Most of the online sources say that the breakdown voltage of air is 30kV/cm. I've made a Cockcroft Walton multiplier and I can see the air breaking in between 17-18kV/cm. Only in a discussion at one online forum : , someone claimed it to be 17kV/cm.

What exactly is breakdown voltage of air at STP?

  • 2
    $\begingroup$ A lot depends upon the relative humidity. In Michigan I've gotten breakdown as low as 12 kV/cm in the humid summers, even in an air conditioned lab. The dryer the air, the higher the breakdown voltage. $\endgroup$ Commented Apr 16, 2016 at 19:55
  • 1
    $\begingroup$ There is no such thing as "a breakdown voltage". What is relevant is the electric field at which a cascade develops in a small volume element. Since the electric field depends on the shape of the electrodes, one can cause gas discharges around sharp tips and edges at a lower voltage than for perfectly flat or spherical electrodes. Indeed, it is hard to get anywhere close to the max. breakdown voltage, that requires very clean and polished surfaces that do not cause local increases in the field that are above average. $\endgroup$
    – CuriousOne
    Commented Apr 16, 2016 at 20:54
  • $\begingroup$ breakdown ocurrs when an electron "impacts" a gas molecule at some speed and calculating the required speed requires quantum physics. Breakdown electric field is just an aproximation and depends on a lot of factors. The breakdown voltage is the breakdown electric field multiplied by the distance. You are maybe asking about a range of values of the dielectric strength of air at STP $\endgroup$ Commented Jun 26, 2019 at 1:50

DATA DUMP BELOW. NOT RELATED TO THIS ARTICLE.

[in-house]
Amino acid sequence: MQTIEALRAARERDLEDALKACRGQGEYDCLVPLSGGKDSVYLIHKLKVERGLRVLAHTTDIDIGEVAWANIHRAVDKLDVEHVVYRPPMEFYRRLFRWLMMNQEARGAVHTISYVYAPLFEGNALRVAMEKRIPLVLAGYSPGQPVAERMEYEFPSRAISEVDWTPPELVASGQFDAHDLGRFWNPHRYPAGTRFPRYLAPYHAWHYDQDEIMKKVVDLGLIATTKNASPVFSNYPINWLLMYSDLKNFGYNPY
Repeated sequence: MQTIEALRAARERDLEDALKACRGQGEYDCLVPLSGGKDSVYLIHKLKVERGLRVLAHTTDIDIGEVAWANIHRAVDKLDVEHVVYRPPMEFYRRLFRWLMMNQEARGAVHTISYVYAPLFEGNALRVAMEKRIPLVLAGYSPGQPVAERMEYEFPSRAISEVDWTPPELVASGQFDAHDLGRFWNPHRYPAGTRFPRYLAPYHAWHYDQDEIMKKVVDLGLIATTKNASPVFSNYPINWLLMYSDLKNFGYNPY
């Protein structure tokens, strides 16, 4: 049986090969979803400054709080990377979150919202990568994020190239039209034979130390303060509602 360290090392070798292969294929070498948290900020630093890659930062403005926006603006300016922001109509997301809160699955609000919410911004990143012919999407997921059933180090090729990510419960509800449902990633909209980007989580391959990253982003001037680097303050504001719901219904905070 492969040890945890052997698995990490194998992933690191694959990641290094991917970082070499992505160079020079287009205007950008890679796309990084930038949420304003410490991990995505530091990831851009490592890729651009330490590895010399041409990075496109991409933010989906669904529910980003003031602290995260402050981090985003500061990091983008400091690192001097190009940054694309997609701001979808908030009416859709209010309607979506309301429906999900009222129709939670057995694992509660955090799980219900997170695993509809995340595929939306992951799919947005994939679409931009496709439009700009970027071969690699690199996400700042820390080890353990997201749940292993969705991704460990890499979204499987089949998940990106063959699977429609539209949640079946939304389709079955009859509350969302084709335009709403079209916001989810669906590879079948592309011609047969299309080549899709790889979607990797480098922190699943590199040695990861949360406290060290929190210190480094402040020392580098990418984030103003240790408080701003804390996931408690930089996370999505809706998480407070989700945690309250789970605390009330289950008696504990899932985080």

2 Answers 2


It is correct that there is no such thing as a breakdown voltage, as stated earlier. This becomes obvious since the units are given as V/m, which is represents Volts per meter, or Electric Field strength.

Also, unless one is measuring the field in between two plane parallel metallic plates, the Electric Field will, in general, not be uniform, I.e., the field strength (the amount of "pull" on an electron), will vary with position. This shape does matter, and sharply pointed emitters can cause breakdown at values considerably less than the maximum measured in a uniform field.

The Volts/meter relationship is also pressure-dependent, and this relationship goes nonlinear at low pressures (not enough charge carriers) following Paschen's law. It also varies with humidity and other contaminants, which usually increase arcing.


The 30kV/cm value refers to the electric field value. Between clean parallel plates with nicely shaped edges, it might be possible to attain 3kV in 1mm. In real life, however, 10kV/cm is a much more reasonable design value if whatever you are building needs to reliably attain its design voltage. This is based on five decades designing and building HV ion sources and accelerators.

Previous comments also noted that the electric field is the controlling factor, and sharp points, roughness, and dust can increase the local field compared to smooth, clean, and large radii surfaces, and will breakdown the air around them regardless of how far they are from another electrode.


Your Answer

By clicking “Post Your Answer”, you agree to our terms of service and acknowledge you have read our privacy policy.

Not the answer you're looking for? Browse other questions tagged or ask your own question.